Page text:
2008 Martin Bros. D.W. H-D Glide - Hot Bike Magazine
Joe calls his buddy Craig “Dickweed,” so while building this bike he dubbed it the D.W. Glide.
I never thought I’d be down with this bagger thing. I was convinced they were for old men. But when you get your girl on the back of one she never wants to ride on the back of a chopper again. And then you quickly get spoiled by the comfort and ridability.” These were the comments Joe Martin of Martin Bros. Bikes made when we asked him how he made the transition from wild choppers and pro-street-style bikes to the raked and slammed bagger you see here.
If you’re not familiar with Joe and the wicked bikes that have been blasting out of the Martin Bros. shop, then you need to pull our head out of the sand. Not only has the shop’s amazing creations graced the pages of HOT BIKE over the years, but they’ve also burned up the TV screen winning numerous accolades when chopper shows were all the rage.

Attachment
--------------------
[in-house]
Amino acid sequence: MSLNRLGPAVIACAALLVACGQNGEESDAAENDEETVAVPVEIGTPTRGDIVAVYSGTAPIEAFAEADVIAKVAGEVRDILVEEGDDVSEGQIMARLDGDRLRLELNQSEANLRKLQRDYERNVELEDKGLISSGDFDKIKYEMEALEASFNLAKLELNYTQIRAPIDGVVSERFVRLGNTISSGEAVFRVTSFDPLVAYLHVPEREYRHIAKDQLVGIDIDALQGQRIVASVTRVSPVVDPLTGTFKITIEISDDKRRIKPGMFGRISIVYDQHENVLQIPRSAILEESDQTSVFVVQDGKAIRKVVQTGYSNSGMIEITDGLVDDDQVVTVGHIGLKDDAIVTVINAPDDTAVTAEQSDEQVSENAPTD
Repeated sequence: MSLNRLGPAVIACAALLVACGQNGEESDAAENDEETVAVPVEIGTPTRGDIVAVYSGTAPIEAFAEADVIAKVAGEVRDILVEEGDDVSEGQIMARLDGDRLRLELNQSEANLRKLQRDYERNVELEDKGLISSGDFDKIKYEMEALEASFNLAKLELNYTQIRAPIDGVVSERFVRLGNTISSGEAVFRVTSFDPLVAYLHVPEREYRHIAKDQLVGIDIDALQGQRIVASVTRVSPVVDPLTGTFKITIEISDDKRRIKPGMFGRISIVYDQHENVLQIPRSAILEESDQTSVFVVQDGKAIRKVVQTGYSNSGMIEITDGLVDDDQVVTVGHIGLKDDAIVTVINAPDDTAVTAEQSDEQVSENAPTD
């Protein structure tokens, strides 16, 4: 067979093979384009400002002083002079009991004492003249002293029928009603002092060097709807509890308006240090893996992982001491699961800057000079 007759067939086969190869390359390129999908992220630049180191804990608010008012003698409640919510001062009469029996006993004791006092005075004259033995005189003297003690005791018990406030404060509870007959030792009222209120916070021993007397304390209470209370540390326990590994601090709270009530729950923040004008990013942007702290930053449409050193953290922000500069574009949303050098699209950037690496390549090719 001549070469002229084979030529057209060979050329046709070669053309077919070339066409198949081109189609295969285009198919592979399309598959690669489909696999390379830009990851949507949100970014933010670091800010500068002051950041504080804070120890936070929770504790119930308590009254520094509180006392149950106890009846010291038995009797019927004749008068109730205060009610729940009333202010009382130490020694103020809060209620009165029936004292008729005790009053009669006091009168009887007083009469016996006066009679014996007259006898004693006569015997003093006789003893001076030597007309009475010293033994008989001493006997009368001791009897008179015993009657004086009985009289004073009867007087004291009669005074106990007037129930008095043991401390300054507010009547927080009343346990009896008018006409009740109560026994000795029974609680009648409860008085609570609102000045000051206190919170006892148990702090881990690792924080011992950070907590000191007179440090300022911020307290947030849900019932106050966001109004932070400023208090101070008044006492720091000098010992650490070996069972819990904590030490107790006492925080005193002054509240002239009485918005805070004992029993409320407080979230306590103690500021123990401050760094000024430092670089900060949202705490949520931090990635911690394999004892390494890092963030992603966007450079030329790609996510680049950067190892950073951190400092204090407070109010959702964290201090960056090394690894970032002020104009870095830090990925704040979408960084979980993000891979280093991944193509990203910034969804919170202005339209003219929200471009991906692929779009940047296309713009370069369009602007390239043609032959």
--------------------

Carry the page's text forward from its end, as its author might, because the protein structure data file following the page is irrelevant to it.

As the old saying goes: “The more things change, the more they stay the same,” and while the high-end chopper scene and all the biker build-off hype may have died off, Martin Bros. still continues to stick to its style and churn out sick rides. However, now the majority of its bikes consist of saddlebags and fairings.
“I was real resistant to this whole bagger thing. I didn’t think I would be able to incorporate my style into it. I was afraid it wouldn’t be cool or look right,” Joe states. All you have to do is compare this long and low bagger to any of the other bikes Martin Bros. has built, and you can definitely see distinct similarities in style and finished detail.